Lawsuit targets 27 Arizona HOAs for debt-collection activities | Calif. county sets rules for Lake Tulloch vacation rentals | Become a better leader by breaking through the myths
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November 20, 2012
Community Association Management SmartBrief
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In the News
HOAs were dealt a rough hand during economic downturn
Many condo owners who fell behind on their mortgage during the economic downturn subsequently stopped paying their HOA fees, causing myriad problems for the organizations. As Fannie Mae tried to clean up the foreclosure mess, it put tighter restrictions on HOAs, such as mandatory monthly deposits into association reserve budgets, and its stringent lending guidelines made it harder to sell foreclosed or empty properties, Anne Schwall writes. American City Business Journals/Atlanta/Real Talk blog (11/13) Share: Email
Lawsuit targets 27 Arizona HOAs for debt-collection activities
A lawsuit has been filed against 27 Arizona homeowners associations, alleging improper debt-collection practices after a homeowner who owed $150 in back payments was charged $1,300 by the company that managed his neighborhood. The company also placed a lien on the home. "This is our home. This is where we want to raise our children. I don't want to lose it," said the homeowner, Robert Leatham. KTVK-TV (Phoenix) (11/16) Share: Email
Calif. county sets rules for Lake Tulloch vacation rentals
Officials in California's Calaveras County have passed rules regarding rental homes in Lake Tulloch that will require homeowners to purchase a renters permit and pay annual fees to capitalize on the demand for summer-vacation rentals. "The unregulated and illegal summer rental business has become a big problem," said Jack Cox, former president of Copper Cove at Lake Tulloch Owners Association. "I bought my house with my eyes wide open, but I didn't buy it so that someone could open up a business next door." Calaveras Enterprise (San Andreas, Calif.) (11/16) Share: Email
Leadership Strategies and Organizational Management
Become a better leader by breaking through the myths
There are many myths related to leadership positions: Leaders are born, not made; they are so busy they must always multitask; they must be fearless. Being constrained by these myths can actually inhibit growth, writes Brian Evje, who suggests becoming a better leader by challenging assumptions and asking the right questions about your leadership style. Inc. online (free registration) (11/14) Share: Email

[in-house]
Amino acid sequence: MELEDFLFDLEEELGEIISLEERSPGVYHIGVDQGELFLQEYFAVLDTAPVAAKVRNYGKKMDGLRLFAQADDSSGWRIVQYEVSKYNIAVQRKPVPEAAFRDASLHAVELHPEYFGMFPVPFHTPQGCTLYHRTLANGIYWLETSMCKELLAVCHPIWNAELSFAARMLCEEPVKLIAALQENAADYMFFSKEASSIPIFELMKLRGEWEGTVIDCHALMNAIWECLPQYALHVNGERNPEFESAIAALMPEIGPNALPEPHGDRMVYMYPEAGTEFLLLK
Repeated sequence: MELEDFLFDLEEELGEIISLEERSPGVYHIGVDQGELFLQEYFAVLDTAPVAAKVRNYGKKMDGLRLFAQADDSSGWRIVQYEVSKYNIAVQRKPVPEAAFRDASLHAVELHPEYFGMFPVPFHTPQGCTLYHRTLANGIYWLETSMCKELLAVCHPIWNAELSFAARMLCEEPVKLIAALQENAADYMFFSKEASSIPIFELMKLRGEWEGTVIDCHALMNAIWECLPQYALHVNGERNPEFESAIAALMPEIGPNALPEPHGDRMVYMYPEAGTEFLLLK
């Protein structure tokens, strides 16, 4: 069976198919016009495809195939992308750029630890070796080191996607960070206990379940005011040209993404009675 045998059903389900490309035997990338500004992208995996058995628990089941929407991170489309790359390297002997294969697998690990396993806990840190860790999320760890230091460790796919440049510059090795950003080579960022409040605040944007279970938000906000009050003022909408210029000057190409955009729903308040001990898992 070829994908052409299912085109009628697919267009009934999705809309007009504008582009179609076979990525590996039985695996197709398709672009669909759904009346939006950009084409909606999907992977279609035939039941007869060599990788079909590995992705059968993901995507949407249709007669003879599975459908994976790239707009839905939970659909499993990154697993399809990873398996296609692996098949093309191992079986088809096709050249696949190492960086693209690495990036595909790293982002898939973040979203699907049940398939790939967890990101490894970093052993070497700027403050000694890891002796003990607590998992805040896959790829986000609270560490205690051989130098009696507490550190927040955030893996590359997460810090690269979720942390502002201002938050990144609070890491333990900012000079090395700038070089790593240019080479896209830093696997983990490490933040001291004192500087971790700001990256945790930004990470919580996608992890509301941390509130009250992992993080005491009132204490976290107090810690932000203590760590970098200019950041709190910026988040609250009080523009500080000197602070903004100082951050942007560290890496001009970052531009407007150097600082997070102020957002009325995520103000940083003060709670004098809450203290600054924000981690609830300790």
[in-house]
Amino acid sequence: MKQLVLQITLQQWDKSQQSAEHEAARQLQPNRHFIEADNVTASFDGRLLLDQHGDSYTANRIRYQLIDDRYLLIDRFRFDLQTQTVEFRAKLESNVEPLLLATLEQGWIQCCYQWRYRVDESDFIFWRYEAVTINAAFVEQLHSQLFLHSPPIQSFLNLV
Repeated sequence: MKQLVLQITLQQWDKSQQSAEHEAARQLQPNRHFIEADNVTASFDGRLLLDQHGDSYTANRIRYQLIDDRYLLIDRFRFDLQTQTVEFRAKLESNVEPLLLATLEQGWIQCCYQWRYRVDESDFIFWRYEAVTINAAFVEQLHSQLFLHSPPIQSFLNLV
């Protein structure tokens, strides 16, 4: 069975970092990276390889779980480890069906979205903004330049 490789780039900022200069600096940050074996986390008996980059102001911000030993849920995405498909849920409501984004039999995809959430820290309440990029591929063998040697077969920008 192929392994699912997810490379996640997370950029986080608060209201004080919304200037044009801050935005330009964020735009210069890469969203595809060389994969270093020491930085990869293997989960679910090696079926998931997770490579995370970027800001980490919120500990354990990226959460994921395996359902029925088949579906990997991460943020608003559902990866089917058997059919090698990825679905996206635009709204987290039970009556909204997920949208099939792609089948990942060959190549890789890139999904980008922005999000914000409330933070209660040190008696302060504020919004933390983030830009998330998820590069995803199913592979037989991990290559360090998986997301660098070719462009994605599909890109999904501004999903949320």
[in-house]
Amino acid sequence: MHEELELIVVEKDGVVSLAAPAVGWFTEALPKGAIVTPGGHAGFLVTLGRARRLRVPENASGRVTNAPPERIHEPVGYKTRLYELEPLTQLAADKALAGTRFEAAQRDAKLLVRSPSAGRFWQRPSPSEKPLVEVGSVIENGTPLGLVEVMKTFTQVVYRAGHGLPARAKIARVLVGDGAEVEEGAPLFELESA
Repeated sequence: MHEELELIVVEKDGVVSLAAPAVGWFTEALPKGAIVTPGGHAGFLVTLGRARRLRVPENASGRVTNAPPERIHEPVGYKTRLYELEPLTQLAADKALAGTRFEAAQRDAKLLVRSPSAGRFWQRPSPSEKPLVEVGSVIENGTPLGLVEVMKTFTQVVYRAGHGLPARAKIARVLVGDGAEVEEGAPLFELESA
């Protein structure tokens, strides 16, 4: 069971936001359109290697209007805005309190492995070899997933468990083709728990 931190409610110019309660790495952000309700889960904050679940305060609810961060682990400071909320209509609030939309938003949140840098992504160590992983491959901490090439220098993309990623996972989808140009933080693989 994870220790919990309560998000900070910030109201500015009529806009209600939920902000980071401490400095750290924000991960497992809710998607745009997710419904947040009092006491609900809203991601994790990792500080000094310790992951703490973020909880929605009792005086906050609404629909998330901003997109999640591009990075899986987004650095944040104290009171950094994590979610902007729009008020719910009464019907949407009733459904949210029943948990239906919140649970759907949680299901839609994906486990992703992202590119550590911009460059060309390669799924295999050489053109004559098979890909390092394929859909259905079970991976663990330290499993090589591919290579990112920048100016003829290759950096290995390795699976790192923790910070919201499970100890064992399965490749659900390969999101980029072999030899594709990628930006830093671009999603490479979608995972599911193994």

Other News
Doing Good in the Community
HOA donates to group fighting to save bighorn sheep
The Mirada Custom Lot Association in Rancho Mirage, Calif., wrote a check to The Bighorn Institute, which seeks to save the bighorn sheep from extinction. "Many years ago, [the sheep] used to wander up and down our streets, just absolutely wild and beautiful. They're just a gorgeous animal and we want to make sure they proliferate," says Andy Gladstein, the HOA's president. "We're just thrilled we could give them over $273,000 to help them and help the bighorn sheep and keep their habitat protected." KESQ-TV (Palm Desert, Calif.) (11/14) Share: Email
Ethics and Professional Conduct
Petraeus, Kubasik and the perils of narcissism
Ex-CIA chief Gen. David Petraeus and ousted Lockheed Martin executive Christopher Kubasik are just the latest in a long line of leaders to be laid low by their libidos, writes Jeffrey Pfeffer. That's in part a side effect of the narcissistic, aggressively egotistical traits we prize -- often with good reason -- in top executives, Pfeffer writes. "[W]e are choosing more narcissistic leaders and the misbehavior is not just the consequence of power but also of excessive narcissism," he writes. Harvard Business Review online/HBR Blog Network (11/12) Share: Email
Other News
SmartQuote
A good man with a good conscience doesn't walk so fast."
-- Georg Büchner,
German writer Share: Email
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The Community Association Managers International Certification Board (CAMICB) is a 17-year old independent board that sets the standards for community association managers worldwide. CAMICB (formerly NBC-CAM) administers the Certified Manager of Community Associations® (CMCA) examination, a rigorous, three-hour test that measures managers' knowledge of community management best practices. Passing the CMCA examination and maintaining the standards of the CMCA certification is proof that a manager is knowledgeable, ethical and professional. CMCA-certified managers have the skills to safeguard the assets of homeowners' associations, giving homeowners peace of mind and protecting home values.
The CMCA credential is accredited by the National Commission for Certifying Agencies (NCCA) which means it complies with NCCA’s stringent international standards for a professional certification program. NCCA accreditation provides independent validation that the CMCA program meets or exceeds twenty-one standards concerning various aspects of the certification program including its purpose, structure, governance, psychometric foundation, policies and procedures. Accreditation validates the integrity of the CMCA program and is a mark of quality.
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